s3e08: The Surface Area of Being Consulted 

by danhon

0.0 Station Ident

1:32pm on Monday, 4 April, 2016. We’ve had a fantastic weekend in Portland with summery weather. Seeing Zootopia at a drive-in on Friday night was a treat (a super fun movie, but the Shakira song seemed out of place a little and not quite as good as it could’ve been), an impromptu barbecue at a friend’s place and then, well, the less said of Sunday the better.

I wrote a couple episodes ago that I had submitted COUPLAND to McSweeney’s and am proud to report that I’ve received my first rejection letter! Which is better than receiving no rejection letter at all, right? And they did ask me to consider sending them more stuff. Anyway, if you want to read COUPLAND, it’s actually Parenting Tips from Odin, Son of Bor, King of Asgard and Protector of the Nine Realms[1], mainly because I’d just re-watched Thor recently and who wouldn’t want to get parenting tips from Anthony Hopkins’ Odin?

[1]  Parenting Tips From Odin, son of Bor, King of Asgard and Protector of the Nine Realms — Medium

1.0 The Surface Area of Being Consulted

With absolutely no apologies whatsoever and instead a bit of a stink-eye toward Nest and Revolv[1, 2]

Please see an important message from our founders below.

Door. A Home company.

A letter from Door’s founders.

We’re shutting Door.

Door was a great first step into the connected home. It wasn’t perfect, but it was great at connecting Rooms to each other. We were proud to have worked hard to make something we – and other smart builders and makers – could build on.

It worked.

In 2014, Door was bought by Home and the inspiring Room connecting technology we made became an integral part of the Works in Homes platform. Now Works in Homes is turning into something more secure, more useful and just flat-out better than anything Door ever created or connected.

So: we’re pouring all our energy into Works in Homes and are incredibly excited about what we’re making.

Unfortunately, that means we can’t pay attention to Doors anymore and we have to close them. All of them. As of May 15, 2016, your Doors will no longer work. They’ll be permanently closed. To prepare for this, you may want to gather all of your Belongings and family members together in one Room because after May 15, 2016 any of your Rooms connected by Doors will no longer be accessible.

Thank you for your support and believing in us. We’re sad for the end of Doors, but this isn’t the end of the connected home. This is a new opening.

– Tim & Mike

So there’s a predictable backlash against the predictable, almost-expected shut-down of Yet Another Internet Service, this time Revolv, an Internet of Things start-up that was acquired by Nest (itself acquired by Google) back in 2014. Nest is dealing with all of this consolidation by predictably sunsetting products that its acquisitions had sold and were supporting. There’s a particularly good response on Medium (one of the internet’s two main avenues for people communicating their feelings about Not Being Consulted about a Particular Action That Has Been Taken Or Has Not Been Taken; the other avenue being Twitter) from Arlo Gilbert, That Time Tony Fadell Sold Me a Container of Hummus[3]. The inside-riff that I’m making here about people being consulted and being outraged is one that Paul Ford made a while ago about the web being a customer service medium[4], which I’m pretty sure I’ve linked to here before.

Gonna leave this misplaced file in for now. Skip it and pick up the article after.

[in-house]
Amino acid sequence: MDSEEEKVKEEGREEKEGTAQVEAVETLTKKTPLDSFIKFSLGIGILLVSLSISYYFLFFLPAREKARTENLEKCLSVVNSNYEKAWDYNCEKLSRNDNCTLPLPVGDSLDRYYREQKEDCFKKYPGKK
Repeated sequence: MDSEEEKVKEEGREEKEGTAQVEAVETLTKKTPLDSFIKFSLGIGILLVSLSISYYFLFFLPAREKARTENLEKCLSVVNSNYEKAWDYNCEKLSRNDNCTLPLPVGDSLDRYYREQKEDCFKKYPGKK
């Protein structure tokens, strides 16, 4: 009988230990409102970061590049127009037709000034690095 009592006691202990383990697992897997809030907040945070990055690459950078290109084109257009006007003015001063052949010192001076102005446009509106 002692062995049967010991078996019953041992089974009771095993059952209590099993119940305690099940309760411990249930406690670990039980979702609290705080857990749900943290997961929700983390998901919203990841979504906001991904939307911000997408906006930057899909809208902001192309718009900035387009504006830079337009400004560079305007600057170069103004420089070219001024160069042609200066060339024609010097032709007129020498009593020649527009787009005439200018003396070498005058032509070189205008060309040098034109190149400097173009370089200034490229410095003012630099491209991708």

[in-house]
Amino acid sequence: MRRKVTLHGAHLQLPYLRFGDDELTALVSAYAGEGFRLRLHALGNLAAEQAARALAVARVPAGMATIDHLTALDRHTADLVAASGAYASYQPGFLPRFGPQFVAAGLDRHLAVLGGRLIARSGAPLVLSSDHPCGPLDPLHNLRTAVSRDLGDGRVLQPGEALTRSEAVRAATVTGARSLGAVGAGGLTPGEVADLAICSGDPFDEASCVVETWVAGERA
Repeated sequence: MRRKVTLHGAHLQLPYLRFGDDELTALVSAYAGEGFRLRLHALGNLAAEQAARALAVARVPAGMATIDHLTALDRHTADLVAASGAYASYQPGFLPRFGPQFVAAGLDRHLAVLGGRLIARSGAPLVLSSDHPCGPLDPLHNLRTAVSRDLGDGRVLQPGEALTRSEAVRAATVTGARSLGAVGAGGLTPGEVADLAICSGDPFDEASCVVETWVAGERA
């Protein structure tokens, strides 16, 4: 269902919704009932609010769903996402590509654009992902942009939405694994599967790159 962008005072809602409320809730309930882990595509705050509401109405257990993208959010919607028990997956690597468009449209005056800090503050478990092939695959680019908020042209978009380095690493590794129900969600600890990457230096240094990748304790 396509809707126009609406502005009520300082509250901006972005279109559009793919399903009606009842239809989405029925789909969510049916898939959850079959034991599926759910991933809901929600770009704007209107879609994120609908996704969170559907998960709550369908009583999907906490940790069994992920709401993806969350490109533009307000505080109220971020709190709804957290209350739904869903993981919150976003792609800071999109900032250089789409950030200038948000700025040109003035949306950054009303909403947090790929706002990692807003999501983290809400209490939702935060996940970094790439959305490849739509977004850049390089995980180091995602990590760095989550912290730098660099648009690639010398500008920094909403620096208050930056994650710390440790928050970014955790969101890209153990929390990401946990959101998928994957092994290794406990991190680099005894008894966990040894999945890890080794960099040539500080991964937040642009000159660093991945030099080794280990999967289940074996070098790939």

The long and the short of it is that if you agree that the web is a customer service medium, then extending the internet (and by extension, the web) into everyday objects and devices, you’re (the brand, whatever) going to get shat on from a great height if you don’t understand that you’ve just opened yourself up, willingly, to a torrent of customer service and intense community moderation. Internet (it’s still okay to capitalise internet if it’s at the beginning of sentences, right?) connected devices that formerly did mundane things like juice vegetables and fruit and are now connected to things like product support forums and literally require you to pair them to a Bluetooth or Wifi network to work are now premier examples of things to which people are now (whether reasonably or not) entitled to have an Opinion. In the case of internet connected hardware that does things like control your lights and open doors and control your heating and cooling, there’s probably a clearer expectation that there’s a *thing you buy that you can hold* and that it’s pretty much a paperweight (remember? We used to make jokes about useless computers being paperweights? Pretty soon Apple’s obsession with thinness and lightness will make computers being paperweights pretty obsolete) if the *thing you can’t hold but access through a web-browser or app* just suddenly vanishes. It’s not like someone’s going to come round your house and remove all of the light switches in the middle of the night, but one way of looking at things is this: traditional door knobs and light switches and, well, mechanically-driven things, all have this wonderful service-level agreement that guarantees some sort of level of availability due to underlying properties such as materials science and, I don’t know, *physics*. My chairs and tables would cease to work properly if someone just turned of Gravity-as-a-Service, but I’m *reasonably* sure that Gravity is going to be sunsetted anytime soon.


Anyway. That’s the deal. The surface area of being consulted. It is expanding.

[1] Revolv
[2] Nest is permanently disabling the Revolv smart home hub | The Verge
[3] The time that Tony Fadell sold me a container of hummus. — Medium
[4] The Web Is a Customer Service Medium (Ftrain.com)

2:05pm. I got a bit distracted somewhere. Sorry about that. How’s your day going? Has the week kicked off ok? Send me notes!